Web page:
How do you and your family manage the condition now?

My first-born was a boy. The CVS test came back negative and we felt like we had dodged a bullet. There is a 50 percent chance that a carrier will have a hemophiliac boy and we were lucky to fall on the other side of that ratio.

“Every mother’s voice I encountered through the NHF chat rooms was in my head. Every mother was with me in that ER and that sense of community is what helped me through that experience.”

Well, four years later I was pregnant with a girl and we did the same testing to see if she was a carrier. I had a suspicion she would be a carrier, but I also had great hopes that in her lifetime a cure might be discovered for this disorder, so I wasn’t too worried about her future or her potential children’s futures. The test came back positive and we felt lucky, once again, to be armed with information.

As a precaution, both of my children were delivered via caesarean section. My doctor was very confident in the CVS results, but did not want to take any chances during delivery. There is always a small chance during delivery through the birth canal that babies with bleeding disorders can suffer injuries. We were prepared for delivery, but what we weren’t prepared for was my daughter’s diagnosis.

Today, many doctors consider anyone with a clotting factor level well below normal to actually express the disease. My daughter tested at 28 percent factor activity level and is considered a mild hemophiliac. At age 1, she received her first treatment after a head injury and I can tell you that every mother’s voice I encountered through the NHF chat rooms was in my head. Every mother was with me in that ER and that sense of community is what helped me through that experience.

What’s your advice to parents who find out their child has been diagnosed with hemophilia?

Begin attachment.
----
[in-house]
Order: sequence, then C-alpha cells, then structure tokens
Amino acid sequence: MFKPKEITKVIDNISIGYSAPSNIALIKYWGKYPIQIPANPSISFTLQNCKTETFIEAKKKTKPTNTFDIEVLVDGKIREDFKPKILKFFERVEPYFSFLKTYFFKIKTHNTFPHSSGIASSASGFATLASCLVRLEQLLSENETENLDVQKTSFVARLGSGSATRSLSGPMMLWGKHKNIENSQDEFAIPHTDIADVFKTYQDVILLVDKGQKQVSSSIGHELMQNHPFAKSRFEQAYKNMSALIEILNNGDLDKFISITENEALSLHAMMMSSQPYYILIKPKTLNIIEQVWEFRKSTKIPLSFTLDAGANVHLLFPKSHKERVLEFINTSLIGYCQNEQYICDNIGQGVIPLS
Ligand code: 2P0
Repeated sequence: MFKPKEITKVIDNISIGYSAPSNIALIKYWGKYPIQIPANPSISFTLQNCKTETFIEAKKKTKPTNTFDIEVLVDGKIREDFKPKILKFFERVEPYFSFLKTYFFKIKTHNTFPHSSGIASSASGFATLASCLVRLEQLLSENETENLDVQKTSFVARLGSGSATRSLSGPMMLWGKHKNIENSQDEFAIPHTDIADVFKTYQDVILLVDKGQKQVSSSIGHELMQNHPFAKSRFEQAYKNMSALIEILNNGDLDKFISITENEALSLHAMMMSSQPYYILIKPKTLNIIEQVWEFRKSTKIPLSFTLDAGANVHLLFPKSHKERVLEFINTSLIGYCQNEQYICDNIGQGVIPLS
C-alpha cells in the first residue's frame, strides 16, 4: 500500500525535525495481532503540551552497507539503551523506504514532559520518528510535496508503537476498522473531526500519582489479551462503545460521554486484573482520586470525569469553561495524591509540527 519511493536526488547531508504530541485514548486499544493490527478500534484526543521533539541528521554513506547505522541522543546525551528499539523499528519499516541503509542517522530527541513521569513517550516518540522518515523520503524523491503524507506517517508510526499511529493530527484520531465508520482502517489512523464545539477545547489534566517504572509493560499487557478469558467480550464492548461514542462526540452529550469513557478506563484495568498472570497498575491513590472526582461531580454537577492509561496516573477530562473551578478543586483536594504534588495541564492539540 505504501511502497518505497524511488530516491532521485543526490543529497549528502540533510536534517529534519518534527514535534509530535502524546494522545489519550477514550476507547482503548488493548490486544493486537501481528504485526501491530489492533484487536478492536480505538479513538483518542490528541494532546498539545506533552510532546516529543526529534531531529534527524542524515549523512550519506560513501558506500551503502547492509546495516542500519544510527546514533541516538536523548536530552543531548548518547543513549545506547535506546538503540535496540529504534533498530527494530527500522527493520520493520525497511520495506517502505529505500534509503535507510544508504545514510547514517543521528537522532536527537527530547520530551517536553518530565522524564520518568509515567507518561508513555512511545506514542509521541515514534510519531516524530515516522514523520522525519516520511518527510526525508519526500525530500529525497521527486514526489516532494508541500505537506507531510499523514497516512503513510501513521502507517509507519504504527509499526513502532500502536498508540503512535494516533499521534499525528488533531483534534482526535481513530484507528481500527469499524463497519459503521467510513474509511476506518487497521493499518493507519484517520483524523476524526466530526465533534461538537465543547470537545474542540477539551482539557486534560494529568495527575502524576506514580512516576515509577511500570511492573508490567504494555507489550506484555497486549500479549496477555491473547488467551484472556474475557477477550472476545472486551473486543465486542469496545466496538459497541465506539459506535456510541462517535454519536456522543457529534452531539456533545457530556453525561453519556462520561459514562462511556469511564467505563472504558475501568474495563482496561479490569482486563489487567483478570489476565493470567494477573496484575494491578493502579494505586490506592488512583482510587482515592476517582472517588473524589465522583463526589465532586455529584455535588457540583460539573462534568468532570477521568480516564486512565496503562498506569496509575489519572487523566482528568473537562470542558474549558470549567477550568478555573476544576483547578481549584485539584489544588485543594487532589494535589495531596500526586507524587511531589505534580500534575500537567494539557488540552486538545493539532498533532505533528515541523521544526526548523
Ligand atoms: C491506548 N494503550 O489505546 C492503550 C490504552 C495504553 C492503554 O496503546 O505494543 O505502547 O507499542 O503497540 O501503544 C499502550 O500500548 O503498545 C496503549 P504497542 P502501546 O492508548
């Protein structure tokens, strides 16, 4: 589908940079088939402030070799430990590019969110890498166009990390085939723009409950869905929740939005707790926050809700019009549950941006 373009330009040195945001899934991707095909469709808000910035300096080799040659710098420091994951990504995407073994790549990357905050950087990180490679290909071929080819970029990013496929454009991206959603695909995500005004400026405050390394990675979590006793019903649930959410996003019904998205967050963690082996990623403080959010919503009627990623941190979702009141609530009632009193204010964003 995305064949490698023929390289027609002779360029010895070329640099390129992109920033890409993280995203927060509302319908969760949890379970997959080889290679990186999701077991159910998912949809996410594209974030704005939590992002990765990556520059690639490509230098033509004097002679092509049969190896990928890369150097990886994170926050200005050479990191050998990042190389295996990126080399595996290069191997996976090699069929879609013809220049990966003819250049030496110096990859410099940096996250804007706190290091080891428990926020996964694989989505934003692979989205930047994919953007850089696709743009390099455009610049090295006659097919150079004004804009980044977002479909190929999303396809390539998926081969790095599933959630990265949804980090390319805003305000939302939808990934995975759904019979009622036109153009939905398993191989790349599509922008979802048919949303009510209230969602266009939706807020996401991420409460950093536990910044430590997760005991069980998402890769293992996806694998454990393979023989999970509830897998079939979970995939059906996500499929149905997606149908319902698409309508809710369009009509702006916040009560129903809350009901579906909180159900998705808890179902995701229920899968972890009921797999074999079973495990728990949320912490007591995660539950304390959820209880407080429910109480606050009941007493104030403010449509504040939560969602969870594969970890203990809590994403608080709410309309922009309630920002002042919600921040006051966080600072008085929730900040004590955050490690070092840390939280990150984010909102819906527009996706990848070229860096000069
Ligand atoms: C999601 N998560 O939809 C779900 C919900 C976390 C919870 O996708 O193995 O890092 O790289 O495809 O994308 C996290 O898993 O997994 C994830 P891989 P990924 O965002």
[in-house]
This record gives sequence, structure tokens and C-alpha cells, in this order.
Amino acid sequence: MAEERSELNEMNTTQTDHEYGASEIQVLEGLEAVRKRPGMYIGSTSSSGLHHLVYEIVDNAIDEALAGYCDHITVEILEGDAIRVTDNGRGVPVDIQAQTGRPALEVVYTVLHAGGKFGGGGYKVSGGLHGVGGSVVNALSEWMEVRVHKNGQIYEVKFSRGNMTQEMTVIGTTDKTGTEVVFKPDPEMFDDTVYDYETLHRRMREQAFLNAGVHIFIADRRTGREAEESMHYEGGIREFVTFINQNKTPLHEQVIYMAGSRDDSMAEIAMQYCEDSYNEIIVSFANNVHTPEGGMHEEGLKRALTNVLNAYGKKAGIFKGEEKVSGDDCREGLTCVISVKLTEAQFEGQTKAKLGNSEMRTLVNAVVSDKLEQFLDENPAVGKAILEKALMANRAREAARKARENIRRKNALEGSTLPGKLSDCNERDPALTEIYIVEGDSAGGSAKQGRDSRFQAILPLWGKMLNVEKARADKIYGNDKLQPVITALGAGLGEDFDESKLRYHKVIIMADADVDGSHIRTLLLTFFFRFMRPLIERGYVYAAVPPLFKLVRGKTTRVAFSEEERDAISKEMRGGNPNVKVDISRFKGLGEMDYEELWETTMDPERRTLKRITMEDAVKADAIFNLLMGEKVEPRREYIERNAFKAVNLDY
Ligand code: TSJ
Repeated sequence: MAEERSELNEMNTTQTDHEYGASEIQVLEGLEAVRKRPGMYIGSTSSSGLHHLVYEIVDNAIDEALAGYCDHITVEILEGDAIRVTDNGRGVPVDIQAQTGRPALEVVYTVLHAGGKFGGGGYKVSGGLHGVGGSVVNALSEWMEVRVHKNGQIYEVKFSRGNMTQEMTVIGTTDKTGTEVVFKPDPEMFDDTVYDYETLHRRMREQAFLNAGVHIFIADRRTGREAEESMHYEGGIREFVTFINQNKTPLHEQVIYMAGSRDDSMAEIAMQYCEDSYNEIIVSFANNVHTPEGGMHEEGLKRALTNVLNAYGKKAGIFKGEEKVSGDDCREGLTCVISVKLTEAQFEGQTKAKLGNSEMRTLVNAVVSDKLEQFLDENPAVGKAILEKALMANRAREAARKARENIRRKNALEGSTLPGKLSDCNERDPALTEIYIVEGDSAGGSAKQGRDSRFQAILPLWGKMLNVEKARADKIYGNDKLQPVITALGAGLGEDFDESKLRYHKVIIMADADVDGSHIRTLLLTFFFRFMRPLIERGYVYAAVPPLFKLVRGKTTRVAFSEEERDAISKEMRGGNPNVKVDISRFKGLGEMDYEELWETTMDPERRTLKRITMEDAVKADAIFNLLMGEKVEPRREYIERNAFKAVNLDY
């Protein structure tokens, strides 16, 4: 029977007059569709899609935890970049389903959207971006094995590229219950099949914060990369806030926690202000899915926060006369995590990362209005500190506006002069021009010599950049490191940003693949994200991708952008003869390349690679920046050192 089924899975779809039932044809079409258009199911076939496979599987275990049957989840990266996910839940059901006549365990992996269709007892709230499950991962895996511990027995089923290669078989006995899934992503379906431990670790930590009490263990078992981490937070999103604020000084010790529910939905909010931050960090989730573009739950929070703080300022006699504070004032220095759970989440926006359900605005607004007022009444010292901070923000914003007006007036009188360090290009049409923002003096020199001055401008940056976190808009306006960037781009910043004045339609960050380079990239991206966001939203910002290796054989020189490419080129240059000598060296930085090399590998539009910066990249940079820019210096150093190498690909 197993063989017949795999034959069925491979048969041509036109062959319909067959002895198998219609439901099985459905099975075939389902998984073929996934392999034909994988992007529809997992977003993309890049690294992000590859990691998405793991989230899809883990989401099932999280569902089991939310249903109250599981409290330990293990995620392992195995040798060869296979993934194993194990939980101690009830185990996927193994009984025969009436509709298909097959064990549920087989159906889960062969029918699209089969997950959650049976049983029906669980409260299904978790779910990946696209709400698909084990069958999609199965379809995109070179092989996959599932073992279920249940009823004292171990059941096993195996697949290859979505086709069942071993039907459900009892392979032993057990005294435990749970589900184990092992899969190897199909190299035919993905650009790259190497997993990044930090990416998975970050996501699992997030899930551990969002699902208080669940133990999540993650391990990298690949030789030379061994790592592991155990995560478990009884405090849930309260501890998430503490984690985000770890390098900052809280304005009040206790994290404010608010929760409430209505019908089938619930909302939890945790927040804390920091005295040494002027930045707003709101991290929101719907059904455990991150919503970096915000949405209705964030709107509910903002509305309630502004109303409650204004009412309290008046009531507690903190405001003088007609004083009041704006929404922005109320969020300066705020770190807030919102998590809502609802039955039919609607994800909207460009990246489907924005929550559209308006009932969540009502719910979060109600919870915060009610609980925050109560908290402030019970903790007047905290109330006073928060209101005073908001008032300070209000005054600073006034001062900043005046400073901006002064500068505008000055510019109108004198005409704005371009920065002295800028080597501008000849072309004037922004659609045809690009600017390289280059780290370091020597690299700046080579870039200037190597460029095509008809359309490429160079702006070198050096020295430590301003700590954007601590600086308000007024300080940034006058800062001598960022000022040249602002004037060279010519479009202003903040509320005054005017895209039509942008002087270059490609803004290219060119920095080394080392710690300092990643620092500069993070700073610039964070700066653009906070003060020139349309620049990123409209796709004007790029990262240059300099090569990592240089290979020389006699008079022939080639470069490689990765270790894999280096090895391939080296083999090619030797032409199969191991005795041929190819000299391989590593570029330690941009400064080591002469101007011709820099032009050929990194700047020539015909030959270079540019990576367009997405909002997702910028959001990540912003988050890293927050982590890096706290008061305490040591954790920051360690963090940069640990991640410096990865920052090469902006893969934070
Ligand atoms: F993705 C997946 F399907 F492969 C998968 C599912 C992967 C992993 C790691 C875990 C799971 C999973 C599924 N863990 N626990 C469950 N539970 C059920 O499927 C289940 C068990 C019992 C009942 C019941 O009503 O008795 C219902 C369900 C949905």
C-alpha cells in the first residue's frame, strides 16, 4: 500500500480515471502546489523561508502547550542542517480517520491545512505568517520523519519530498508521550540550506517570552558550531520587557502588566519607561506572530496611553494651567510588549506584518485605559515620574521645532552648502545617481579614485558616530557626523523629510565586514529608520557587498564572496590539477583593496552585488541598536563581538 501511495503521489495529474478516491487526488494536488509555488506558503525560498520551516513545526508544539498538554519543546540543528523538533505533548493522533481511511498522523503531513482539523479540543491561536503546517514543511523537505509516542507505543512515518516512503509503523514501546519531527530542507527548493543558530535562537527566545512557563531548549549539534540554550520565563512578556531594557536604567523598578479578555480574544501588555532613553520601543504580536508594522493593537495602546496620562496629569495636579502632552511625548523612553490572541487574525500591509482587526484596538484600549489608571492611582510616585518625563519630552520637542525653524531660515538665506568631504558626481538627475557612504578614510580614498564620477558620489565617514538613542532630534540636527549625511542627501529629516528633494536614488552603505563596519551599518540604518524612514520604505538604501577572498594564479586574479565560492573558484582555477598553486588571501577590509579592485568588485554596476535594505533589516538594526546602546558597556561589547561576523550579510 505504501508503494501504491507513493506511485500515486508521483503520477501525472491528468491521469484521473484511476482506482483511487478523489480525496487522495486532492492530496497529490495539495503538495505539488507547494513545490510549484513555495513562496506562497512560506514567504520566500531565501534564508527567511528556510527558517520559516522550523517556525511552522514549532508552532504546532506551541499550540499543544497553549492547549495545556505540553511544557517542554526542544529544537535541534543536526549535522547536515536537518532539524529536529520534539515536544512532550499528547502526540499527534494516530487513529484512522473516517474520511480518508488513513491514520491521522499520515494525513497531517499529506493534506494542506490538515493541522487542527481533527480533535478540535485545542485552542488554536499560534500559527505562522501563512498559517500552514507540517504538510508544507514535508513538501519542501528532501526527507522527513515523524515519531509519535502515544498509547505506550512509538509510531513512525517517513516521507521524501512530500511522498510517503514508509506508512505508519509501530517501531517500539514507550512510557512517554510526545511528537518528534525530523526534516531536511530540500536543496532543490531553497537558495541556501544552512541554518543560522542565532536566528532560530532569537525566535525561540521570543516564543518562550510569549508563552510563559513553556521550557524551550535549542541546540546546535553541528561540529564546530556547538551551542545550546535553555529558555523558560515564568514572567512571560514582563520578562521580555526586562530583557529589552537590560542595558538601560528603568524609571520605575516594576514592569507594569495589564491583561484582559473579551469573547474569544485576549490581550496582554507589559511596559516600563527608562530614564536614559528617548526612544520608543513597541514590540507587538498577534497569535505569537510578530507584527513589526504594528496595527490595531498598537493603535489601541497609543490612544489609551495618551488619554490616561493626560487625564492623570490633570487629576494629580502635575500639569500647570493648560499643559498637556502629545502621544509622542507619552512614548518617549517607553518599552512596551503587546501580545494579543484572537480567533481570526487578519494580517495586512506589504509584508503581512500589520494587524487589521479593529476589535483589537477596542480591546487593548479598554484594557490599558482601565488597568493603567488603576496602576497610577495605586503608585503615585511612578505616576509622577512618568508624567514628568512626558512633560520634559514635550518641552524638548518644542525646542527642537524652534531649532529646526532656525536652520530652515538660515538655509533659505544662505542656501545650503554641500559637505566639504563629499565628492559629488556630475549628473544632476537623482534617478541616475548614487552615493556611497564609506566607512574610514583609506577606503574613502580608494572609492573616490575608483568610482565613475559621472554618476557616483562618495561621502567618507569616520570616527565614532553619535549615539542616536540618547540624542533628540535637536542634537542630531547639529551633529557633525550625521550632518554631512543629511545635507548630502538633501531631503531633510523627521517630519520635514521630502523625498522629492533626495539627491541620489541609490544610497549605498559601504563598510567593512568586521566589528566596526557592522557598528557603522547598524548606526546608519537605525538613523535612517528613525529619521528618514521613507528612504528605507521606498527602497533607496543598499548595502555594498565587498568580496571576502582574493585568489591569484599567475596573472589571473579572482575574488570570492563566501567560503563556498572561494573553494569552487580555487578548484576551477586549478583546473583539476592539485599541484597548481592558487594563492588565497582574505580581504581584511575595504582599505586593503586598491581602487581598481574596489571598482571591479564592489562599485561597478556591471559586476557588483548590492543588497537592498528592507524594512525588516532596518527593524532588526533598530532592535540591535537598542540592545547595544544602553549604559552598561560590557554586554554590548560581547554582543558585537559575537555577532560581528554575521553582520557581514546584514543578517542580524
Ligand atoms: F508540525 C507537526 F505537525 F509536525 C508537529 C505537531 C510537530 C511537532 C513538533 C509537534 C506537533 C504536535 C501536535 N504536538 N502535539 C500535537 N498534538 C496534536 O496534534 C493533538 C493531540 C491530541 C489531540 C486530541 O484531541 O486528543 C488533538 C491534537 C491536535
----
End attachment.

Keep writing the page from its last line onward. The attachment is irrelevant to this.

Get informed. Get involved with other parents in your situation. Become an expert in your child’s care. Become an expert in the world of health care. Understand your health insurance. Know that your employment equals health insurance and make choices about where to work based on what type of coverage is offered. Become an advocate for yourself and your children.

Tell us about your role as an advocate.                 

I became a spokesperson for NHF in hopes of helping to raise awareness about bleeding disorders. It is a very insular world and we hope to educate people both inside and outside of the community. The Red Tie Challenge is a great way to visually pull people in to the world of bleeding disorders and tell our stories. We ask that anyone take the challenge who has been affected by a bleeding disorder in any way. If you know someone, are related to someone, or care for someone with a bleeding disorder, then we welcome you to take the challenge and tie one on.

What is the biggest obstacle facing the hemophilia community?

In the grand scheme of diseases and disorders, hemophilia is still considered quite rare. And when you have a smaller population of those affected by a disease, it can be more difficult to get funding for research towards a cure. It can also be more challenging to get the word out, as fewer people know someone personally affected by the disease. Which again, is why the Red Tie Challenge is so important. To make our voices heard. To make our mission clear.

And most challenging to the health and welfare of hemophiliacs is the fact that we are now faced with a health care crisis in the United States with a president who does not care about people with pre-existing conditions. Donald Trump and his hope to scrap the Affordable Care Act will leave so many within the community without insurance. Living with hemophilia without access to health insurance can be a death sentence. Because the disease is so rare, the treatment (replacement clotting factor) ranks as one of the most expensive and common medical conditions.